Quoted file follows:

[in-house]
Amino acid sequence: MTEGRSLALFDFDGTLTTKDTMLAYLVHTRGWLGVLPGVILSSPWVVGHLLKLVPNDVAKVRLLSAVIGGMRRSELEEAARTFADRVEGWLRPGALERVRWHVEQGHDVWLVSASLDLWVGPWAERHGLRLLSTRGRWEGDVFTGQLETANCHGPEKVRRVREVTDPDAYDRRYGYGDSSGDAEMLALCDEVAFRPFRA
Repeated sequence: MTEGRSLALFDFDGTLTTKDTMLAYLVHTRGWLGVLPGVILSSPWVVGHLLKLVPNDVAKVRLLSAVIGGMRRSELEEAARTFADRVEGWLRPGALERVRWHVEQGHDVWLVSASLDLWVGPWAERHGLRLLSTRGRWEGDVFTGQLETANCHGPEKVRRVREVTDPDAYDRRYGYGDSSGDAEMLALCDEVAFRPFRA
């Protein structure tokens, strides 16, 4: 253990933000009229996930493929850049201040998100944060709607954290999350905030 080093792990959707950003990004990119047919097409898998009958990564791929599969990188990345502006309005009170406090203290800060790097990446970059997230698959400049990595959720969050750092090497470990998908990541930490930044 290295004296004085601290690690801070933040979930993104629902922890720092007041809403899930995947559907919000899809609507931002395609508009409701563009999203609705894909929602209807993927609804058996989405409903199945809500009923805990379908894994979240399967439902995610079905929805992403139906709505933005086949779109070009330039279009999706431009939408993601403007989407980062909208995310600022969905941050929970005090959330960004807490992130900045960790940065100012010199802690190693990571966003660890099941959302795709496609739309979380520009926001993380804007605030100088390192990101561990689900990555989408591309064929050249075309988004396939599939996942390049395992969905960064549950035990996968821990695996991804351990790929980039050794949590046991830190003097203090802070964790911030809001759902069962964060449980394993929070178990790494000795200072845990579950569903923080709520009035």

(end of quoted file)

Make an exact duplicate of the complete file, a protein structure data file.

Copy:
[in-house]
Amino acid sequence: MTEGRSLALFDFDGTLTTKDTMLAYLVHTRGWLGVLPGVILSSPWVVGHLLKLVPNDVAKVRLLSAVIGGMRRSELEEAARTFADRVEGWLRPGALERVRWHVEQGHDVWLVSASLDLWVGPWAERHGLRLLSTRGRWEGDVFTGQLETANCHGPEKVRRVREVTDPDAYDRRYGYGDSSGDAEMLALCDEVAFRPFRA
Repeated sequence: MTEGRSLALFDFDGTLTTKDTMLAYLVHTRGWLGVLPGVILSSPWVVGHLLKLVPNDVAKVRLLSAVIGGMRRSELEEAARTFADRVEGWLRPGALERVRWHVEQGHDVWLVSASLDLWVGPWAERHGLRLLSTRGRWEGDVFTGQLETANCHGPEKVRRVREVTDPDAYDRRYGYGDSSGDAEMLALCDEVAFRPFRA
């Protein structure tokens, strides 16, 4: 253990933000009229996930493929850049201040998100944060709607954290999350905030 080093792990959707950003990004990119047919097409898998009958990564791929599969990188990345502006309005009170406090203290800060790097990446970059997230698959400049990595959720969050750092090497470990998908990541930490930044 290295004296004085601290690690801070933040979930993104629902922890720092007041809403899930995947559907919000899809609507931002395609508009409701563009999203609705894909929602209807993927609804058996989405409903199945809500009923805990379908894994979240399967439902995610079905929805992403139906709505933005086949779109070009330039279009999706431009939408993601403007989407980062909208995310600022969905941050929970005090959330960004807490992130900045960790940065100012010199802690190693990571966003660890099941959302795709496609739309979380520009926001993380804007605030100088390192990101561990689900990555989408591309064929050249075309988004396939599939996942390049395992969905960064549950035990996968821990695996991804351990790929980039050794949590046991830190003097203090802070964790911030809001759902069962964060449980394993929070178990790494000795200072845990579950569903923080709520009035």